TDM 10100: Project 7 — 2023

Motivation: A couple of bread-and-butter functions that are a part of the base R are: subset, and merge. subset provides a more natural way to filter and select data from a data.frame. merge brings the principals of combining data that SQL uses, to R.

Context: We’ve been getting comfortable working with data in within the R environment. Now we are going to expand our tool set with these useful functions, all the while gaining experience and practice wrangling data!

Scope: r, subset, merge, tapply

Learning Objectives
  • Gain proficiency using split, merge, and subset.

  • Demonstrate the ability to use the following functions to solve data-driven problem(s): mean, var, table, cut, paste, rep, seq, sort, order, length, unique, etc.

  • Read and write basic (csv) data.

  • Explain and demonstrate: positional, named, and logical indexing.

  • Demonstrate how to use tapply to solve data-driven problems.

Make sure to read about, and use the template found here, and the important information about projects submissions here.


The following questions will use the following dataset(s):

  • /anvil/projects/tdm/data/icecream/combined/products.csv -` /anvil/projects/tdm/data/icecream/combined/reviews.csv`

  • /anvil/projects/tdm/data/movies_and_tv/titles.csv

  • /anvil/projects/tdm/data/movies_and_tv/episodes.csv

  • /anvil/projects/tdm/data/movies_and_tv/ratings.csv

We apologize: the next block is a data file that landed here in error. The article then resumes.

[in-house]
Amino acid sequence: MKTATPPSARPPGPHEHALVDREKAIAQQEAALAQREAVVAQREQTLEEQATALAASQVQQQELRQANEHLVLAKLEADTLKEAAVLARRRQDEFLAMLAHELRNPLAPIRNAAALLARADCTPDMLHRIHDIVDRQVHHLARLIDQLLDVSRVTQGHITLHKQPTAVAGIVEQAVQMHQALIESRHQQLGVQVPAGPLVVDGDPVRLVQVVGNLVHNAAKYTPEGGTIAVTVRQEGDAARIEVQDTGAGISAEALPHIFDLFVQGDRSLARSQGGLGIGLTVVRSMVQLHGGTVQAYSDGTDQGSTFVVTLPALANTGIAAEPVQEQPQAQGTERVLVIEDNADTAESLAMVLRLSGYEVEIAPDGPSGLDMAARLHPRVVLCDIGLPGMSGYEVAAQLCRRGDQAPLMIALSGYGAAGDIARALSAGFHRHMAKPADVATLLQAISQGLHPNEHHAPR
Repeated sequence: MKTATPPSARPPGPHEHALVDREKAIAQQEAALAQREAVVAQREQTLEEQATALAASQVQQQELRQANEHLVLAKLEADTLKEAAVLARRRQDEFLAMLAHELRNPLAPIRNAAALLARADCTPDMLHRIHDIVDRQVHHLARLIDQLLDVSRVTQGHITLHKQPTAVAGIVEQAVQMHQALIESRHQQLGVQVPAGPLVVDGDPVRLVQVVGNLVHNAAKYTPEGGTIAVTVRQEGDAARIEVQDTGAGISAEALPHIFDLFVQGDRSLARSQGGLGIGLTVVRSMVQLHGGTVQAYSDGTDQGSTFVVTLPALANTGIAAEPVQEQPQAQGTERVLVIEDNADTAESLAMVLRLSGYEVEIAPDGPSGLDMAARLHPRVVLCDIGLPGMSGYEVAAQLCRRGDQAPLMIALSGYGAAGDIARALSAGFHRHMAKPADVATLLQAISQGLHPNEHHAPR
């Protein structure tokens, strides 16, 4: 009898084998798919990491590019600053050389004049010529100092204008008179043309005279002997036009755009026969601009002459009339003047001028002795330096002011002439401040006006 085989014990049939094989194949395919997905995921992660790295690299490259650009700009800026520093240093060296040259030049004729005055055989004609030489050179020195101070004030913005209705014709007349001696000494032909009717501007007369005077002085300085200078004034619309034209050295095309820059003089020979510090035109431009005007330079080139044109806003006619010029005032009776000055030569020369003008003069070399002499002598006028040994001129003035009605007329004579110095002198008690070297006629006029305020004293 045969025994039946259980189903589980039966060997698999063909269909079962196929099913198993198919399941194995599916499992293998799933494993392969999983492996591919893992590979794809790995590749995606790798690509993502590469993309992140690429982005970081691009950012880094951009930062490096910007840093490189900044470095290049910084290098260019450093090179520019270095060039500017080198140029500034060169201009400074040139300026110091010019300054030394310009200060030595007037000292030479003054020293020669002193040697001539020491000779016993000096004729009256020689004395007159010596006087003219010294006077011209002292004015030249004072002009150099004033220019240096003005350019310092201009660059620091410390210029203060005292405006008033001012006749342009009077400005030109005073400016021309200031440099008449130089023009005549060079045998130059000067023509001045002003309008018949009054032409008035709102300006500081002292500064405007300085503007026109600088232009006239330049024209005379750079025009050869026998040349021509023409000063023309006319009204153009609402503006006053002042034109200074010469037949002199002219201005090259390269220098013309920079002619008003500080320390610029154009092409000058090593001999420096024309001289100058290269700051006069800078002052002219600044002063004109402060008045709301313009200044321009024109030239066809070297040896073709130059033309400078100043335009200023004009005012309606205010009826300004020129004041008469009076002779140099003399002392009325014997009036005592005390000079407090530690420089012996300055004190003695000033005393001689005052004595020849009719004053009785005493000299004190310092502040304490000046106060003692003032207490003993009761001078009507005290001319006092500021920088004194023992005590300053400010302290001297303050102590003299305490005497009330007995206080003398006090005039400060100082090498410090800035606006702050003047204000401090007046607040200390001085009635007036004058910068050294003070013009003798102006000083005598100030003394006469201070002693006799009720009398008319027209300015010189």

Please select 3 cores when launching JupyterLab for this project.

Data can come in a lot of different formats and from a lot of different locations. It is common to have several files that need to be combined together, before analysis is performed. The merge function is helpful for this purpose. The way that we merge files is different in each language and data science too. With R, there is a built-in merge function that makes things easy! (Of course students in TDM 10100 have not yet learned about SQL databases, but many of you will learn SQL databases someday too. The merge function is very similar to the ability to merge tables in SQL databases.)

Read the data in using the following code. We used read.csv for this purpose in the past. The fread function is a much faster and more efficient way to read in data.


products <- fread("/anvil/projects/tdm/data/icecream/combined/products.csv")
reviews <- fread("/anvil/projects/tdm/data/icecream/combined/reviews.csv")
titles <- fread("/anvil/projects/tdm/data/movies_and_tv/titles.csv")
episodes <- fread("/anvil/projects/tdm/data/movies_and_tv/episodes.csv")
ratings <- fread("/anvil/projects/tdm/data/movies_and_tv/ratings.csv")

Please remember to run the library(data.table) line, before you use the fread function. Otherwise, you will get an error in a pink box in JupyterLab like this:

Error in fread: could not find function "fread"

Question 1 (1 pt)

We will use the products data.frame for this question.

  1. What are all the different ingredients in the first record of products?

  2. Consider the rating column and the ingredients column. Consider only the products in which "GUAR GUM" is one of the ingredients. (You will need to use either grep or grepl or something similar, to find these products. Hint: You should have 85 such products.) List the ratings for these 85 products, in decreasing order.

Please find out the distribution of ratings for the ice cream which ingredients include "GUAR GUM", display the result in descending order

Question 2 (1 pt)

We will use the products and reviews data.frames for this question.

  1. Use the brand and key columns from both the products data.frame and reviews data.frame to merge the two data frames. This will give a new data.frame that contains the product details and their associated reviews.